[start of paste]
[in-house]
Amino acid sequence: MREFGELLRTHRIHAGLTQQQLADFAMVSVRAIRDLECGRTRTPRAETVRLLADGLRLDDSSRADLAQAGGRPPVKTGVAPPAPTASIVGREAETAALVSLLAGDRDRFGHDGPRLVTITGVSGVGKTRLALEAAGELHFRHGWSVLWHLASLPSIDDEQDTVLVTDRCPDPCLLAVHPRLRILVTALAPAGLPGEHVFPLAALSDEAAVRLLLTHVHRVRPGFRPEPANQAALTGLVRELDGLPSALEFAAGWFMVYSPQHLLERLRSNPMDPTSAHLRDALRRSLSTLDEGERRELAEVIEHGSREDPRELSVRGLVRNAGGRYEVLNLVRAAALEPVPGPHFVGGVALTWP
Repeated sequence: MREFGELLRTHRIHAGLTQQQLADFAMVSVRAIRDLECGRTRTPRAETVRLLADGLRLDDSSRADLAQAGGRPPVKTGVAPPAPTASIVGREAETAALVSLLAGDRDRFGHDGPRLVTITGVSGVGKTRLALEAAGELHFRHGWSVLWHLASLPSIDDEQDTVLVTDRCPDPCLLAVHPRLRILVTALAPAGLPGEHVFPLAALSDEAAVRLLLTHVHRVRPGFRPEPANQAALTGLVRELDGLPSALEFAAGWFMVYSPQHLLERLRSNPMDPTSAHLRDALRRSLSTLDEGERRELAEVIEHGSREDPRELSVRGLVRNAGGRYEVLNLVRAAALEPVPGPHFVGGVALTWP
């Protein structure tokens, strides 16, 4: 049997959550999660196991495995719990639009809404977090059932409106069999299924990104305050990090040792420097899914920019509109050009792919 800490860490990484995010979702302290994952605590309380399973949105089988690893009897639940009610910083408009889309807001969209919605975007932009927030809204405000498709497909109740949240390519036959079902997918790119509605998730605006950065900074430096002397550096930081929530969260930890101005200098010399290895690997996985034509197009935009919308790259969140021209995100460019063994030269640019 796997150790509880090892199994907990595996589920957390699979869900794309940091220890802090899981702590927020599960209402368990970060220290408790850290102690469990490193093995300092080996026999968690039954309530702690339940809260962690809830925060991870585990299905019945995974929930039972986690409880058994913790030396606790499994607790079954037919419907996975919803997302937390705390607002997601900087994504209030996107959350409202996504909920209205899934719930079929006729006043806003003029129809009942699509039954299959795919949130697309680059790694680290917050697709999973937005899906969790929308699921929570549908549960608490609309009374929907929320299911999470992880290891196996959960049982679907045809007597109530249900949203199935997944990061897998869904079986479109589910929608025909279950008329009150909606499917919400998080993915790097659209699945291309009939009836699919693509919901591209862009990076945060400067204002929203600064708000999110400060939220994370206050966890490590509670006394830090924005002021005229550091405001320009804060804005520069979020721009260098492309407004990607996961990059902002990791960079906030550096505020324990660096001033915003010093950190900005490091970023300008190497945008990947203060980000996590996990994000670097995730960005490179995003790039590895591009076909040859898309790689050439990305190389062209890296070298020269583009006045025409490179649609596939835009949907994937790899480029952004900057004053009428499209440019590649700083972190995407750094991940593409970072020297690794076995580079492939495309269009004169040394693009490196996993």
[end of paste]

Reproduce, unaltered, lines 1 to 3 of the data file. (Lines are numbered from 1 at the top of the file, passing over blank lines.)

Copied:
[in-house]
Amino acid sequence: MREFGELLRTHRIHAGLTQQQLADFAMVSVRAIRDLECGRTRTPRAETVRLLADGLRLDDSSRADLAQAGGRPPVKTGVAPPAPTASIVGREAETAALVSLLAGDRDRFGHDGPRLVTITGVSGVGKTRLALEAAGELHFRHGWSVLWHLASLPSIDDEQDTVLVTDRCPDPCLLAVHPRLRILVTALAPAGLPGEHVFPLAALSDEAAVRLLLTHVHRVRPGFRPEPANQAALTGLVRELDGLPSALEFAAGWFMVYSPQHLLERLRSNPMDPTSAHLRDALRRSLSTLDEGERRELAEVIEHGSREDPRELSVRGLVRNAGGRYEVLNLVRAAALEPVPGPHFVGGVALTWP
Repeated sequence: MREFGELLRTHRIHAGLTQQQLADFAMVSVRAIRDLECGRTRTPRAETVRLLADGLRLDDSSRADLAQAGGRPPVKTGVAPPAPTASIVGREAETAALVSLLAGDRDRFGHDGPRLVTITGVSGVGKTRLALEAAGELHFRHGWSVLWHLASLPSIDDEQDTVLVTDRCPDPCLLAVHPRLRILVTALAPAGLPGEHVFPLAALSDEAAVRLLLTHVHRVRPGFRPEPANQAALTGLVRELDGLPSALEFAAGWFMVYSPQHLLERLRSNPMDPTSAHLRDALRRSLSTLDEGERRELAEVIEHGSREDPRELSVRGLVRNAGGRYEVLNLVRAAALEPVPGPHFVGGVALTWP